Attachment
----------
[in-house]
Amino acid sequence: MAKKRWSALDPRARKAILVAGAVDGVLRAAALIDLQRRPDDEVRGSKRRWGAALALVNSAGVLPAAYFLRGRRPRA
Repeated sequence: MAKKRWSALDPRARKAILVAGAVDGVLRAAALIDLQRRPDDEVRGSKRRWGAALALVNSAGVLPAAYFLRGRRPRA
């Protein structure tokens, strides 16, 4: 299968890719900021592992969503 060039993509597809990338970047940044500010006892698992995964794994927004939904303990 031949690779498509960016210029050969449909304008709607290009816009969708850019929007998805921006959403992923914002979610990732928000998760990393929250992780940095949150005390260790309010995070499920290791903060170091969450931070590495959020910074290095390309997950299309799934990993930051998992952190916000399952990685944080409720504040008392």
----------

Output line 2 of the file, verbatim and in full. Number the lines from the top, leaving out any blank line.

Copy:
Amino acid sequence: MAKKRWSALDPRARKAILVAGAVDGVLRAAALIDLQRRPDDEVRGSKRRWGAALALVNSAGVLPAAYFLRGRRPRA